Limitations of detection of familial aggregation, examined by nonparametric aggregate measures (e.g., SMR), or by parametric methods (e.g., segregation analysis) may involve: (1) heterogeneity of risk patterns in different kindreds, or (2) restricted choice of parametric models. Nonparametric approaches dealing with individual kindreds, on the contrary, involve sparce data for which large sample theory may not apply. When the expected risk schedules of individuals are known, some optimal test procedures may be developed. Nevertheless, the optimality criteria are shown to be satisfied for only restricted choice of alternatives, and large sample approximation are not warranted in analysis of individual kindreds. Truncations of points of entry and exit of individuals in the study are needed to avoid complications due to loss of followup, in presence of which expected risk calculations are not reliable. Covariances of components of a goodness‐of‐fit test criterion detect specific modes of aggregation. It is illustrated that this test statistic is not always less powerful than the aggregate measures in detecting aggregation, and the covariances of its components partitioned by relative classes are in conformity with the results of segregation analysis.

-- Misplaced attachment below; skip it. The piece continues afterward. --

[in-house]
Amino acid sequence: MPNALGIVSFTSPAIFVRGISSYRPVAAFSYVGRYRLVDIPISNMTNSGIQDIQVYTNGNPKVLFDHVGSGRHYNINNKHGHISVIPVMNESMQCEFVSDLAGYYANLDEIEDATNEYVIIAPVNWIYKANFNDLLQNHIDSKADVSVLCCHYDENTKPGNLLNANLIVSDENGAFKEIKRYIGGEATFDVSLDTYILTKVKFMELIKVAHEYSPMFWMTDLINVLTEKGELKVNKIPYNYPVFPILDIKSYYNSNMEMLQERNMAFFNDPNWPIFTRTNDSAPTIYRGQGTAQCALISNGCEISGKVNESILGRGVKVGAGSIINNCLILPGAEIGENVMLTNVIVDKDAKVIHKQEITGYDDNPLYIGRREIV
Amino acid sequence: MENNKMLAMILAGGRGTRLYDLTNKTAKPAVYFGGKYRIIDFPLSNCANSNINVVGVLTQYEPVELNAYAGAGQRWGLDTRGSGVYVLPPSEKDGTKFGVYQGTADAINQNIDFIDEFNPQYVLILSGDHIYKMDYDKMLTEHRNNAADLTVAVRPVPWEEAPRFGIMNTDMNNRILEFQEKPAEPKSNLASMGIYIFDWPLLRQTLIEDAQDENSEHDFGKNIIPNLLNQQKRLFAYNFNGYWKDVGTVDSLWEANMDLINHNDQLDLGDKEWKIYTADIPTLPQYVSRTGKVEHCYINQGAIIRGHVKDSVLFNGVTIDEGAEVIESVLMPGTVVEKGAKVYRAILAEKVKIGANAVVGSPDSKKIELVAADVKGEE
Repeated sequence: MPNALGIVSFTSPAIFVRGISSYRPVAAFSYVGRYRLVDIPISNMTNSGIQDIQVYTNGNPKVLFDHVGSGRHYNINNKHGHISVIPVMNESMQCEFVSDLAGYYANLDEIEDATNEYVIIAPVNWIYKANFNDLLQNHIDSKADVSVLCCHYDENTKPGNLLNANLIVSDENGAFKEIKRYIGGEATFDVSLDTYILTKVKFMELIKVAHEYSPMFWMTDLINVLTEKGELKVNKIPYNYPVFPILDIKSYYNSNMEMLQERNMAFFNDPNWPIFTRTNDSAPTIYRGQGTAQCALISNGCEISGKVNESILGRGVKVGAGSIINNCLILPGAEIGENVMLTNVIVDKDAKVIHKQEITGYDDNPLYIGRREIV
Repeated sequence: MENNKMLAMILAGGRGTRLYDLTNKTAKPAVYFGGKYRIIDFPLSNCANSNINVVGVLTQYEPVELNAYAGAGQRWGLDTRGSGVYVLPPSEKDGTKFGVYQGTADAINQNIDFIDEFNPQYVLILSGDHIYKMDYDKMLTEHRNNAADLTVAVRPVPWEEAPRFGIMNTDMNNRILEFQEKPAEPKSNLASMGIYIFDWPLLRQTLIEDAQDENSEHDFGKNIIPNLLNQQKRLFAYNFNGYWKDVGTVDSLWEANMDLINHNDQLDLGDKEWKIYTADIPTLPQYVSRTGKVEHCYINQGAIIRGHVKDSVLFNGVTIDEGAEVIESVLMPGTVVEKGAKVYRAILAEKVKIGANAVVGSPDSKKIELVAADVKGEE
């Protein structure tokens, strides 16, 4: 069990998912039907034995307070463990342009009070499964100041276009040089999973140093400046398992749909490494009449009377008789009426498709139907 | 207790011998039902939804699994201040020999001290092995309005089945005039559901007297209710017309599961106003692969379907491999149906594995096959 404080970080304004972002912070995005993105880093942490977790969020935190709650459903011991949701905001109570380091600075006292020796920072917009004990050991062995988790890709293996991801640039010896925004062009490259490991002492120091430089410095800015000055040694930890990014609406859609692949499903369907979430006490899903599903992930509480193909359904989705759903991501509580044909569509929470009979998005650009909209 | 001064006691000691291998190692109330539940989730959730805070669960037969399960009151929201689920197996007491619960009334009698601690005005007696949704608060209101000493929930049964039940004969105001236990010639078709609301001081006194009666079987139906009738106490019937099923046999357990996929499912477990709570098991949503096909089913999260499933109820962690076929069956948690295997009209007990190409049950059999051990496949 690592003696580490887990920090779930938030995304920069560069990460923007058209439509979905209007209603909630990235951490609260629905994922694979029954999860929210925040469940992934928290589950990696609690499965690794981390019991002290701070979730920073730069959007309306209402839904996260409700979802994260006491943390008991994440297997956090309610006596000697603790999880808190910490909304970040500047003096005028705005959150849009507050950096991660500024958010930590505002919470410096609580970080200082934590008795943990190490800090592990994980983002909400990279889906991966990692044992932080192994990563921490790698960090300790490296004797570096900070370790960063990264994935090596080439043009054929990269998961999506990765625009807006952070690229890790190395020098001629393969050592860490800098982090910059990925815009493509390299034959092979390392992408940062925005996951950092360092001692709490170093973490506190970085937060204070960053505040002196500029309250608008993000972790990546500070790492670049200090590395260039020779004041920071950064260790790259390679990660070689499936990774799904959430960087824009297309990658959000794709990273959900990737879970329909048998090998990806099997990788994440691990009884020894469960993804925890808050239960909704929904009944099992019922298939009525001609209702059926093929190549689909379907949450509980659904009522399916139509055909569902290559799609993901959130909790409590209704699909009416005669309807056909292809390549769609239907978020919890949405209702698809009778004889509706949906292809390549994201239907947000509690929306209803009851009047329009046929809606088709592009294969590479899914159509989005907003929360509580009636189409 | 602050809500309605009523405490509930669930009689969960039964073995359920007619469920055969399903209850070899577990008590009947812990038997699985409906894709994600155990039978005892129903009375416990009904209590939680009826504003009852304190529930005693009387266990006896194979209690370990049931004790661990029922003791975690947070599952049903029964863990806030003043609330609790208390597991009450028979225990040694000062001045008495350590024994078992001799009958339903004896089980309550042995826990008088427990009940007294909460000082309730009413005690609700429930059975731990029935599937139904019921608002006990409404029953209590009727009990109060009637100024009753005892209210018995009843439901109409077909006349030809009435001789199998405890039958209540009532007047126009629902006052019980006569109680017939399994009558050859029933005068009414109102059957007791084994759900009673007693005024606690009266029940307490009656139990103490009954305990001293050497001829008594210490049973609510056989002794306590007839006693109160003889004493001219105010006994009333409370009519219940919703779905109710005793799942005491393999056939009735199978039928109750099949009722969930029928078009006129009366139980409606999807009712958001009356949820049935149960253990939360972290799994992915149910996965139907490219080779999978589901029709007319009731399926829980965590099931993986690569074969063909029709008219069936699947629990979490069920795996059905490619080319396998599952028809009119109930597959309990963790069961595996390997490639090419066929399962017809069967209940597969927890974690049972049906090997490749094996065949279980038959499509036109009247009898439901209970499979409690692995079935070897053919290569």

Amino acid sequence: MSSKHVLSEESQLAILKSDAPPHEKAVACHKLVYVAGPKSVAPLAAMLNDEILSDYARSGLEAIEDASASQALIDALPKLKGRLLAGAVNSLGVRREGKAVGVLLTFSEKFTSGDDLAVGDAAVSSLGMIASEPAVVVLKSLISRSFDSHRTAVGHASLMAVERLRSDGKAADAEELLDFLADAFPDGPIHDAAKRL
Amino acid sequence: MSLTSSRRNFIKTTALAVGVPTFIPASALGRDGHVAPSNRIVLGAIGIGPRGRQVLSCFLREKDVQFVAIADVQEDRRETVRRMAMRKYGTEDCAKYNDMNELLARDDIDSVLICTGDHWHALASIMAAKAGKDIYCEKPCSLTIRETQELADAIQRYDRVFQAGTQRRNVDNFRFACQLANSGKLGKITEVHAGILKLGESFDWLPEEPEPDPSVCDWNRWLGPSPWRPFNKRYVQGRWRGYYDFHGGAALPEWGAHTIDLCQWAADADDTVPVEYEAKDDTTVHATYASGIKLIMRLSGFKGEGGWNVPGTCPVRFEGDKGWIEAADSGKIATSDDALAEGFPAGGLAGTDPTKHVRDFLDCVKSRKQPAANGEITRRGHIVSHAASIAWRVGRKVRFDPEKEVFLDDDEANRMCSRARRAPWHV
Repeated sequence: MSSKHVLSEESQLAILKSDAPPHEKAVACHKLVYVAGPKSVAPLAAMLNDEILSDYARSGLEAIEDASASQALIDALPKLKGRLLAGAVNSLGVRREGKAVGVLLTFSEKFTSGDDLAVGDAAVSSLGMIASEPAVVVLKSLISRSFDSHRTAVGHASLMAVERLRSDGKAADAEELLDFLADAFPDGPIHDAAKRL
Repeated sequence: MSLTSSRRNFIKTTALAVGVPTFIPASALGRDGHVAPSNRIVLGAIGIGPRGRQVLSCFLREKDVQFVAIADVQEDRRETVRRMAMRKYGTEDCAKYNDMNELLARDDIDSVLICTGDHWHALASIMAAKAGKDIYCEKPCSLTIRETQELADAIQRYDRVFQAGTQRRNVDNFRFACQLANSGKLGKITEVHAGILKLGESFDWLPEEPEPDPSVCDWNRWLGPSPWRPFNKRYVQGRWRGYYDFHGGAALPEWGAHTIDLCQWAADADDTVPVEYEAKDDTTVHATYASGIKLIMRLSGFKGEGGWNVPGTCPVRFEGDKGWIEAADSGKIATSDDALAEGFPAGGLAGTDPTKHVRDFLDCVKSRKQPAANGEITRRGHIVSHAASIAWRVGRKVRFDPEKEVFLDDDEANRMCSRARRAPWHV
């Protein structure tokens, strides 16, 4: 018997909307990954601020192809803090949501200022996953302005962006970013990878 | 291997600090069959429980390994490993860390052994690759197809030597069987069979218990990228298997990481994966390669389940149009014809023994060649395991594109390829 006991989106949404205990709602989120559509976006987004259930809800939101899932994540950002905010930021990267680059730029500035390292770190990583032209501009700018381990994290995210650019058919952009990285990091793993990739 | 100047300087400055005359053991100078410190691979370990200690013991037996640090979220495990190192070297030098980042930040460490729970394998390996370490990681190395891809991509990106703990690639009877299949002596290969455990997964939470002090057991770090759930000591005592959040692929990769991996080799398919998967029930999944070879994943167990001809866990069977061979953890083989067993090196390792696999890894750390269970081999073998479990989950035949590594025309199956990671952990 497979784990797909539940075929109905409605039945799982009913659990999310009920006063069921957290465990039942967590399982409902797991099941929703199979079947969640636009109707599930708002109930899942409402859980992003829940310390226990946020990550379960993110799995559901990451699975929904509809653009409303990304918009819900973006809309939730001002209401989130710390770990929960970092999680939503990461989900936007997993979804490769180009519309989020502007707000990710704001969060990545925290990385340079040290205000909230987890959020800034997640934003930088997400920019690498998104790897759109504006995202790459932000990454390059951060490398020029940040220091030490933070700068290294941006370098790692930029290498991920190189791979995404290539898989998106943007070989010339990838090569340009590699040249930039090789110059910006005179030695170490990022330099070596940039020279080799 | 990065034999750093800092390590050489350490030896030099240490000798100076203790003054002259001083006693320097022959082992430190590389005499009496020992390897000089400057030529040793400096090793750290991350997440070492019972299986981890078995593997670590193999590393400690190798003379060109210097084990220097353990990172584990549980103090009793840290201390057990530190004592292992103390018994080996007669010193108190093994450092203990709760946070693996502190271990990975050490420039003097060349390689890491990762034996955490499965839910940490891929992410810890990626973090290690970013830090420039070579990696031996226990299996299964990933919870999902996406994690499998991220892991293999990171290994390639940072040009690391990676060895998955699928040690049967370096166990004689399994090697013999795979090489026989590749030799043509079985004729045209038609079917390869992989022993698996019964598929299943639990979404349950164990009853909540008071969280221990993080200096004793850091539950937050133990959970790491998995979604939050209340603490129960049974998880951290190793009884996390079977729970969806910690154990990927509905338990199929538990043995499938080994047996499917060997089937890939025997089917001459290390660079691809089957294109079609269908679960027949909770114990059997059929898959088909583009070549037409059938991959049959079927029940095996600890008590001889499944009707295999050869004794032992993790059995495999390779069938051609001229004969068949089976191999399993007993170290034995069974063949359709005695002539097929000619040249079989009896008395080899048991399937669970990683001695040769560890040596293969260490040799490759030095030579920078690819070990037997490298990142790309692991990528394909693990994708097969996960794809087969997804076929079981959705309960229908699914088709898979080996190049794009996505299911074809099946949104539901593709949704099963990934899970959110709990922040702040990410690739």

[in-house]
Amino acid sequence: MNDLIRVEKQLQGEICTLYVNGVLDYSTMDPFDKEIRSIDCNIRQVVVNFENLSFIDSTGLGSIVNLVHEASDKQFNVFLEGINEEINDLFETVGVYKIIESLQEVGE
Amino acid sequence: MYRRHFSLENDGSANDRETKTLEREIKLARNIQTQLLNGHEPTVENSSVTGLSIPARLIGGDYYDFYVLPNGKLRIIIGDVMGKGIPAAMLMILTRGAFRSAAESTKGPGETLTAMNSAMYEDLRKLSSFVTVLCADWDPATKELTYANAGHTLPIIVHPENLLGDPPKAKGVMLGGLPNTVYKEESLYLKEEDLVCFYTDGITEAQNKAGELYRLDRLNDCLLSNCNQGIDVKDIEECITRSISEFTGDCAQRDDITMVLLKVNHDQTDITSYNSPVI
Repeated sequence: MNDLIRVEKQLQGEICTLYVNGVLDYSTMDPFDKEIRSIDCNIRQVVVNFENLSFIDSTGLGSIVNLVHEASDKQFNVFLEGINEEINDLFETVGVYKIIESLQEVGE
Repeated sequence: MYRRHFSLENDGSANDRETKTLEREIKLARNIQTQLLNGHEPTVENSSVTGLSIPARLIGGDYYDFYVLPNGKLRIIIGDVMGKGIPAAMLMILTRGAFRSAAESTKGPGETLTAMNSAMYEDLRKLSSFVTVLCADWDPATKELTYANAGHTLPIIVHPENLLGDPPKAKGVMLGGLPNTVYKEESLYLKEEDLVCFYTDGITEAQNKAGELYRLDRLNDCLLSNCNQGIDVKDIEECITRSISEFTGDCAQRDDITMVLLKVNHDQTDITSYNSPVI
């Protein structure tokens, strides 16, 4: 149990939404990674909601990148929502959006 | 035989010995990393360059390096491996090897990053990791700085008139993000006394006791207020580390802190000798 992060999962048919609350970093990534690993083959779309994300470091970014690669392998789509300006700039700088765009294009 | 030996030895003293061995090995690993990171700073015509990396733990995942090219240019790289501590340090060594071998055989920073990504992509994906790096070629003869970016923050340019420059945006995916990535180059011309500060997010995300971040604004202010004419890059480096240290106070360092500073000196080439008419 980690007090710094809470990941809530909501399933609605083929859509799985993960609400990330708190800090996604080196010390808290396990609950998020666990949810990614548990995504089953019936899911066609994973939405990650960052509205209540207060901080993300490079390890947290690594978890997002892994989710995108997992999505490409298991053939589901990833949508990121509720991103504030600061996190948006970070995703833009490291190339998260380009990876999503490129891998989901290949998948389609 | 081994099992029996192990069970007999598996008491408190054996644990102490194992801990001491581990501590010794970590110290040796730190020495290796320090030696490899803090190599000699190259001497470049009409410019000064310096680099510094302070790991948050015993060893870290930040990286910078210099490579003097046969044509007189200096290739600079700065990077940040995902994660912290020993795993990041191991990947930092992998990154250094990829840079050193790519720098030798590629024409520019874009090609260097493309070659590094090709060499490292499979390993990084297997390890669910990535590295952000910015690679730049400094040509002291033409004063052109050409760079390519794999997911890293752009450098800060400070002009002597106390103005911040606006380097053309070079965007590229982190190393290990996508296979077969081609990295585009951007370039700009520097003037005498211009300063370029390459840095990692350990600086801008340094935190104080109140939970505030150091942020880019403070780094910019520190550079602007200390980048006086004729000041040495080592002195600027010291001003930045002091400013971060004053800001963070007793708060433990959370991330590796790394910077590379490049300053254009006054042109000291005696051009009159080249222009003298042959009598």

- Genetic epidemiology
- Locally optimal test criterion
- Standardized mortality (incidence) ratio